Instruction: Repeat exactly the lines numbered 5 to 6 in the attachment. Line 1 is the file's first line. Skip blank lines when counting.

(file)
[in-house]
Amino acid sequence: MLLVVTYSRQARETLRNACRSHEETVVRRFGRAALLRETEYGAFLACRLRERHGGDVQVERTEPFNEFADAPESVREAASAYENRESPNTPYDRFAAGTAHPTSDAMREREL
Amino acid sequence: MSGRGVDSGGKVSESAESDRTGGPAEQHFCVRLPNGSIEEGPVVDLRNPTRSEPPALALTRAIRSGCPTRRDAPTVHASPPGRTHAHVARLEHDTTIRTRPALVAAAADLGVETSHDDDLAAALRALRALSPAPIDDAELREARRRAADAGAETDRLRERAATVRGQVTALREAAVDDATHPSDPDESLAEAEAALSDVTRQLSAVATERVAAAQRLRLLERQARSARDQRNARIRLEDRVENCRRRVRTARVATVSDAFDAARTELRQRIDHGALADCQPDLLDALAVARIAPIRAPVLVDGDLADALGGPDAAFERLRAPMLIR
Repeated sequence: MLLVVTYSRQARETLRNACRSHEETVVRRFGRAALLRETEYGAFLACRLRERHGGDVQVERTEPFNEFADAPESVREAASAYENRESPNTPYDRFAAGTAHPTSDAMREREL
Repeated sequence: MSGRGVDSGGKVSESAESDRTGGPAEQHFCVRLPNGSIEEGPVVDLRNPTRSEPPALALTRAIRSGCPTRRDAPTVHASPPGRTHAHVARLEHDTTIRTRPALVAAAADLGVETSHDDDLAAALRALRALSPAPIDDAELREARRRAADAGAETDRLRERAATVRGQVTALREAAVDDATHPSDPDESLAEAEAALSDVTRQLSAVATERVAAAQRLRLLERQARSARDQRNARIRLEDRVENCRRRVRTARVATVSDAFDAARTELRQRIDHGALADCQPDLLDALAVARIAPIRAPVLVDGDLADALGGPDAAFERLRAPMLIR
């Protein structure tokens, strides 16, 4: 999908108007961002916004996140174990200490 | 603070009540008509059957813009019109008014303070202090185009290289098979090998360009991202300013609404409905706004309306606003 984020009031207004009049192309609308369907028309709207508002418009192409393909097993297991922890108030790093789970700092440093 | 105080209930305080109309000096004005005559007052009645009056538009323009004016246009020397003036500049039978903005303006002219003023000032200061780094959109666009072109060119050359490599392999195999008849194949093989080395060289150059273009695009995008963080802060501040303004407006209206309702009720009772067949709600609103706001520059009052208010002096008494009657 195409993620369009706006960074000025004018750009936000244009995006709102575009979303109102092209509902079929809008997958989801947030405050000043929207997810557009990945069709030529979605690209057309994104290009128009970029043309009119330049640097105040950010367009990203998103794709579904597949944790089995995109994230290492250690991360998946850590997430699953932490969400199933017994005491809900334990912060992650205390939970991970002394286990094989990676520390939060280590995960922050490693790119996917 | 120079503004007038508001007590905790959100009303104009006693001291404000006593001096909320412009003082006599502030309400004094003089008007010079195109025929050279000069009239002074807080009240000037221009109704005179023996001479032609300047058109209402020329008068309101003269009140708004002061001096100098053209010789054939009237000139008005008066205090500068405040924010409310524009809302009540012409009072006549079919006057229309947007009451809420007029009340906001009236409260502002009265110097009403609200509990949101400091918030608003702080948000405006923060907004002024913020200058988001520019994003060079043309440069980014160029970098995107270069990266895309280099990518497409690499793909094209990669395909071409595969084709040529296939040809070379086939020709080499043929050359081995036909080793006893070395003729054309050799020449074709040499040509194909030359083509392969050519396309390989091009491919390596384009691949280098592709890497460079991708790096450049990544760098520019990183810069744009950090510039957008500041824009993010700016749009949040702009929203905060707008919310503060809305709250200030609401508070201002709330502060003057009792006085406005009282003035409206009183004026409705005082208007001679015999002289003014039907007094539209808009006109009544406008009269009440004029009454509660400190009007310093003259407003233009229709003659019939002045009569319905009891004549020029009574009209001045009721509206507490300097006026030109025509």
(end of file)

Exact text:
Repeated sequence: MSGRGVDSGGKVSESAESDRTGGPAEQHFCVRLPNGSIEEGPVVDLRNPTRSEPPALALTRAIRSGCPTRRDAPTVHASPPGRTHAHVARLEHDTTIRTRPALVAAAADLGVETSHDDDLAAALRALRALSPAPIDDAELREARRRAADAGAETDRLRERAATVRGQVTALREAAVDDATHPSDPDESLAEAEAALSDVTRQLSAVATERVAAAQRLRLLERQARSARDQRNARIRLEDRVENCRRRVRTARVATVSDAFDAARTELRQRIDHGALADCQPDLLDALAVARIAPIRAPVLVDGDLADALGGPDAAFERLRAPMLIR
């Protein structure tokens, strides 16, 4: 999908108007961002916004996140174990200490 | 603070009540008509059957813009019109008014303070202090185009290289098979090998360009991202300013609404409905706004309306606003 984020009031207004009049192309609308369907028309709207508002418009192409393909097993297991922890108030790093789970700092440093 | 105080209930305080109309000096004005005559007052009645009056538009323009004016246009020397003036500049039978903005303006002219003023000032200061780094959109666009072109060119050359490599392999195999008849194949093989080395060289150059273009695009995008963080802060501040303004407006209206309702009720009772067949709600609103706001520059009052208010002096008494009657 195409993620369009706006960074000025004018750009936000244009995006709102575009979303109102092209509902079929809008997958989801947030405050000043929207997810557009990945069709030529979605690209057309994104290009128009970029043309009119330049640097105040950010367009990203998103794709579904597949944790089995995109994230290492250690991360998946850590997430699953932490969400199933017994005491809900334990912060992650205390939970991970002394286990094989990676520390939060280590995960922050490693790119996917 | 120079503004007038508001007590905790959100009303104009006693001291404000006593001096909320412009003082006599502030309400004094003089008007010079195109025929050279000069009239002074807080009240000037221009109704005179023996001479032609300047058109209402020329008068309101003269009140708004002061001096100098053209010789054939009237000139008005008066205090500068405040924010409310524009809302009540012409009072006549079919006057229309947007009451809420007029009340906001009236409260502002009265110097009403609200509990949101400091918030608003702080948000405006923060907004002024913020200058988001520019994003060079043309440069980014160029970098995107270069990266895309280099990518497409690499793909094209990669395909071409595969084709040529296939040809070379086939020709080499043929050359081995036909080793006893070395003729054309050799020449074709040499040509194909030359083509392969050519396309390989091009491919390596384009691949280098592709890497460079991708790096450049990544760098520019990183810069744009950090510039957008500041824009993010700016749009949040702009929203905060707008919310503060809305709250200030609401508070201002709330502060003057009792006085406005009282003035409206009183004026409705005082208007001679015999002289003014039907007094539209808009006109009544406008009269009440004029009454509660400190009007310093003259407003233009229709003659019939002045009569319905009891004549020029009574009209001045009721509206507490300097006026030109025509």